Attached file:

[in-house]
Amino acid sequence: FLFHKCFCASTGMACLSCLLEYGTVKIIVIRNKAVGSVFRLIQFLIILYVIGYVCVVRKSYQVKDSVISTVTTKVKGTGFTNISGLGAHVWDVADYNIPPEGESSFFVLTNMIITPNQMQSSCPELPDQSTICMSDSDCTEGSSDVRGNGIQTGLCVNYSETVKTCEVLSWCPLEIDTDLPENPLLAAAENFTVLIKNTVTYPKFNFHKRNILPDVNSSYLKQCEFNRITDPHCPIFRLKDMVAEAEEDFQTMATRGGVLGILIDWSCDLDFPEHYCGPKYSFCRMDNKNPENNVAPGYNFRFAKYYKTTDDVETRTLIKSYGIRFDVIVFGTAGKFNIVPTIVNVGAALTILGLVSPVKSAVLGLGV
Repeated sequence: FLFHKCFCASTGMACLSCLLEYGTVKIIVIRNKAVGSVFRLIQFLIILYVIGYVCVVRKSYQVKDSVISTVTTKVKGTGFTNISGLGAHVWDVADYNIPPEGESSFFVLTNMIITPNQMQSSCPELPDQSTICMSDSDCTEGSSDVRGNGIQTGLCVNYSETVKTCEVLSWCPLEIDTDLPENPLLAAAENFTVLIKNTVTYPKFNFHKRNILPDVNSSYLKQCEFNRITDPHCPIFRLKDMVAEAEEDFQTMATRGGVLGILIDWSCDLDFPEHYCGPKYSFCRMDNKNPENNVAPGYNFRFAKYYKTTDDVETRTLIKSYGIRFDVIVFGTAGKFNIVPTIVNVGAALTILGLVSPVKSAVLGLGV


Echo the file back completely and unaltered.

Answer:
[in-house]
Amino acid sequence: FLFHKCFCASTGMACLSCLLEYGTVKIIVIRNKAVGSVFRLIQFLIILYVIGYVCVVRKSYQVKDSVISTVTTKVKGTGFTNISGLGAHVWDVADYNIPPEGESSFFVLTNMIITPNQMQSSCPELPDQSTICMSDSDCTEGSSDVRGNGIQTGLCVNYSETVKTCEVLSWCPLEIDTDLPENPLLAAAENFTVLIKNTVTYPKFNFHKRNILPDVNSSYLKQCEFNRITDPHCPIFRLKDMVAEAEEDFQTMATRGGVLGILIDWSCDLDFPEHYCGPKYSFCRMDNKNPENNVAPGYNFRFAKYYKTTDDVETRTLIKSYGIRFDVIVFGTAGKFNIVPTIVNVGAALTILGLVSPVKSAVLGLGV
Repeated sequence: FLFHKCFCASTGMACLSCLLEYGTVKIIVIRNKAVGSVFRLIQFLIILYVIGYVCVVRKSYQVKDSVISTVTTKVKGTGFTNISGLGAHVWDVADYNIPPEGESSFFVLTNMIITPNQMQSSCPELPDQSTICMSDSDCTEGSSDVRGNGIQTGLCVNYSETVKTCEVLSWCPLEIDTDLPENPLLAAAENFTVLIKNTVTYPKFNFHKRNILPDVNSSYLKQCEFNRITDPHCPIFRLKDMVAEAEEDFQTMATRGGVLGILIDWSCDLDFPEHYCGPKYSFCRMDNKNPENNVAPGYNFRFAKYYKTTDDVETRTLIKSYGIRFDVIVFGTAGKFNIVPTIVNVGAALTILGLVSPVKSAVLGLGV